Trauma impairs beliefs about the meaningfulness of life because one cannot make sense of an unpredictable, uncontrollable, and unjust world. Lack of control yields a sense of vulnerability because this person-outcome contingency is broken. The traumatized state reinforces this belief as one's physical and psychological stability has been eroded - one has literally lost control of one's normal modus operandi. A worthy self is deserving of positive outcomes, but trauma proves this too can be an unrealistic expectation. In trauma, fairness, justice, security and stability seem to be arbitrarily and universally removed. Thus, the defence mechanisms which enable one to maintain psychological stability break down, and as Freud (1949) so accurately pointed out, these mechanisms are critical to keeping intolerable levels of anxiety at bay. Without the so-called sweet lies about life - the distortion of reality that these defence mechanisms provide- we cannot maintain psychological equilibrium.

In the case of trauma by human design, one is confronted with the age old "existential dichotomy" of good against evil. One comes face to face with the existence of evil and the breakdown of a moral universe. Natural disasters, accidents, and life-threatening illnesses do not raise this issue as such events involve no intent to harm. Intellectual familiarity with evil is a universal phenomenon, but living it in the context of an intimate relationship, fortunately is not. This experience of evil/wrong infuses the problem of evil into one's subconscious mind, yielding a kind of soul knowledge that can never be forgotten - transcended in time perhaps, but never forgotten. Malevolent intent in the context of a close interpersonal relationship is particularly likely to create a maimed paradigm of interpersonal intimacy. Because one is more vulnerable in intimate relationships, serious violation of such basic principles as trust, honesty, non-maleficence, and fairness is likely to be more traumatic than in non-intimate relationships. For one's home; what is supposed to be one's harbour of greatest safety becomes a source of unfathomable terror. Lack of a sense of security and safety are associated with feelings of a loss of a sense of belonging in the world. Given that our intimate relationships are so strongly intertwined with our sense of identity and security, as human relations theorists and others have so aptly pointed out it is easily understood how feelings of loss of belonging and the generalized sense of unsafety, which are characteristic of PTRS, can be a result of the loss or alteration of one's basic understanding of intimate relationships.

Traumatic experiences can obviously lead to issues with trust, an issue likely to be problematic only in cases of traumatic Stressors of human design. Given that one's sense of basic trust develops early in life as a function of our interactions with caregivers, it is a long-held and well-ingrained part of our assumptions about our world. Because it developed in the context of some of the most important emotionally intimate relationships in our lives, it is tied very strongly to this type of relationship. Hence, trauma in this type of relationship, sometimes referred to as attachment trauma is particularly likely to create trust issues.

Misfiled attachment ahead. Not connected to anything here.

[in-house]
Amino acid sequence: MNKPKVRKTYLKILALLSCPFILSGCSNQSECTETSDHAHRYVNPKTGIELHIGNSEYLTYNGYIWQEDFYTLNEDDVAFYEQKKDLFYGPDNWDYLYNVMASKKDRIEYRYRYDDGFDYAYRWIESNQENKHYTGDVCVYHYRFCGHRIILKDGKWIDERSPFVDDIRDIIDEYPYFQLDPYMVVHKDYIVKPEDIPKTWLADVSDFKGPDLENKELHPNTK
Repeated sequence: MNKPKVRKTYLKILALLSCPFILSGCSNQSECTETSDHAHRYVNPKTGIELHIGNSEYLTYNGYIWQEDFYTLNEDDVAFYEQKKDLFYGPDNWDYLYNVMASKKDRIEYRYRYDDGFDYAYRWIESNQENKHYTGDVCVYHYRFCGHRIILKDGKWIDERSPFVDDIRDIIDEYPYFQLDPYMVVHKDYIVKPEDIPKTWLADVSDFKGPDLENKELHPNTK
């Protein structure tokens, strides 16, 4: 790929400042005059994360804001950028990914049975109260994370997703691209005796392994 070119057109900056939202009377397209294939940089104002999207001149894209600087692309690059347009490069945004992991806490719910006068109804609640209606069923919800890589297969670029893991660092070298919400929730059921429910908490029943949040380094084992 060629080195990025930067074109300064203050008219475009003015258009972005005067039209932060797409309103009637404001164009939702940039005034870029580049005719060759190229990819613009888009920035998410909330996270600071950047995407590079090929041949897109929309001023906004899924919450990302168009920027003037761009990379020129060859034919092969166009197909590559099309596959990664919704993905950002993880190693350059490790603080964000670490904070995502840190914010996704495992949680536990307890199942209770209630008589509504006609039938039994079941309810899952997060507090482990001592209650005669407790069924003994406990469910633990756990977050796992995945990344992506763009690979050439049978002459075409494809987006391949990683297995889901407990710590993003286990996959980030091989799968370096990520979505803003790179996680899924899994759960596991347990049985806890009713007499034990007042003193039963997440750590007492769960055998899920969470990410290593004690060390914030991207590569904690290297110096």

Issues of trust created by trauma in the context of an intimate relationship may become generalized to future relationships, creating problems in developing one's social support network. Terror of getting re-victimized in a new relationship is very common, which although unpleasant, helps prevent its occurrence due to the conscious awareness of it. Some forego new relationships, having great difficulty in initiating and/or maintaining them. However, given the lack of a tendency toward emotional numbing (which makes maintaining intimate relationships difficult), withdrawal from, or significant disruption of all social relationships is much less likely in PTRS than in PTSD. Others may struggle with trust issues and relationship difficulties only in the type of relationship in which the experience of trauma occurred. For example, trust issues in romantic relationships are particularly common for those who experienced trauma in this type of relationship. Similarly, sexual dysfunctions (e.g., loss of interest in sex, risky sexual practices, and infidelity issues) are strongly associated with a history of sexual abuse in an intimate relationship.

Not only does attachment trauma bring up issues regarding trust of others, but it also raises issues of trust of one's self by calling into question one's judgement of character. How one's view of others could be so erroneous becomes a puzzle, and if one's assessment of character was so wrong in the case of the perpetrator, how does one know that the assessment of the character of others in one's social world is accurate? Such self-doubt regarding one's perceptions of one's social world is another avenue via which impairment in one's social support network can occur for victims of PTRS.


CONCLUSION:

In sum, PTRS is a posttraumatic syndrome which results from trauma experienced in the context of an emotionally intimate relationship. As with other types of posttraumatic illness, the psychological world of those suffering with PTRS is a world filled with terror which results in psychobiological changes. The source of their anxiety is twofold. The first source is associated with the realization that their physical and/or psychic survival is no longer secure, that their self-preservation can be jeopardized by a world that is hostile and unsafe. The other source is associated with a breakdown of their knowledge of the self and/or world, a conceptual system that provided both the foundation for psychological stability and the ability to perceive the world in a coherent and meaningful way. The disintegration of this conceptual system impairs the ability of those suffering with PTRS to maintain psychophysiological stability and can create problems with intimacy until a new paradigm can be adopted and integrated into the self. Copyright Society for Personality Research Incorporated 2003